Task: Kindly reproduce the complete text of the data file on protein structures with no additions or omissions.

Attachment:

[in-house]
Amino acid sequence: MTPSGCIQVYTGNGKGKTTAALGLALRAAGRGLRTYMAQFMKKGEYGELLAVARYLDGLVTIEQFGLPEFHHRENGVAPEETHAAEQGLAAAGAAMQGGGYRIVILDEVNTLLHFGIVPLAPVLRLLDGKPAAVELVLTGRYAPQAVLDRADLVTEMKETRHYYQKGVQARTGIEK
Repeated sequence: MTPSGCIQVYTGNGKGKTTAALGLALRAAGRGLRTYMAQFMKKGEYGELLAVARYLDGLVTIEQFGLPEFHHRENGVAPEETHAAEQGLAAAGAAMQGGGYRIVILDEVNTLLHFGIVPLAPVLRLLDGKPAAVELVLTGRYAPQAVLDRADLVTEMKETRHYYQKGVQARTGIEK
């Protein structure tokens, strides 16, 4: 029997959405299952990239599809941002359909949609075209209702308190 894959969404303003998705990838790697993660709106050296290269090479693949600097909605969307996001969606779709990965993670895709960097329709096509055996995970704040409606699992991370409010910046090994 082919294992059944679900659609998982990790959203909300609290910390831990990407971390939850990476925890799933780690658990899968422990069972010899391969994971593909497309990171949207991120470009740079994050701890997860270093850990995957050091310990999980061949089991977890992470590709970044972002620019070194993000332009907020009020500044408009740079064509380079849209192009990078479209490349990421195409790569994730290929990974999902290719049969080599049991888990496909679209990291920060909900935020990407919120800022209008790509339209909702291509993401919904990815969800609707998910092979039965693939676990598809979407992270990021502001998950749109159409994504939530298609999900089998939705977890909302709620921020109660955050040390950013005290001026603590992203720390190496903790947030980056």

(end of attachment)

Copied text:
[in-house]
Amino acid sequence: MTPSGCIQVYTGNGKGKTTAALGLALRAAGRGLRTYMAQFMKKGEYGELLAVARYLDGLVTIEQFGLPEFHHRENGVAPEETHAAEQGLAAAGAAMQGGGYRIVILDEVNTLLHFGIVPLAPVLRLLDGKPAAVELVLTGRYAPQAVLDRADLVTEMKETRHYYQKGVQARTGIEK
Repeated sequence: MTPSGCIQVYTGNGKGKTTAALGLALRAAGRGLRTYMAQFMKKGEYGELLAVARYLDGLVTIEQFGLPEFHHRENGVAPEETHAAEQGLAAAGAAMQGGGYRIVILDEVNTLLHFGIVPLAPVLRLLDGKPAAVELVLTGRYAPQAVLDRADLVTEMKETRHYYQKGVQARTGIEK
């Protein structure tokens, strides 16, 4: 029997959405299952990239599809941002359909949609075209209702308190 894959969404303003998705990838790697993660709106050296290269090479693949600097909605969307996001969606779709990965993670895709960097329709096509055996995970704040409606699992991370409010910046090994 082919294992059944679900659609998982990790959203909300609290910390831990990407971390939850990476925890799933780690658990899968422990069972010899391969994971593909497309990171949207991120470009740079994050701890997860270093850990995957050091310990999980061949089991977890992470590709970044972002620019070194993000332009907020009020500044408009740079064509380079849209192009990078479209490349990421195409790569994730290929990974999902290719049969080599049991888990496909679209990291920060909900935020990407919120800022209008790509339209909702291509993401919904990815969800609707998910092979039965693939676990598809979407992270990021502001998950749109159409994504939530298609999900089998939705977890909302709620921020109660955050040390950013005290001026603590992203720390190496903790947030980056």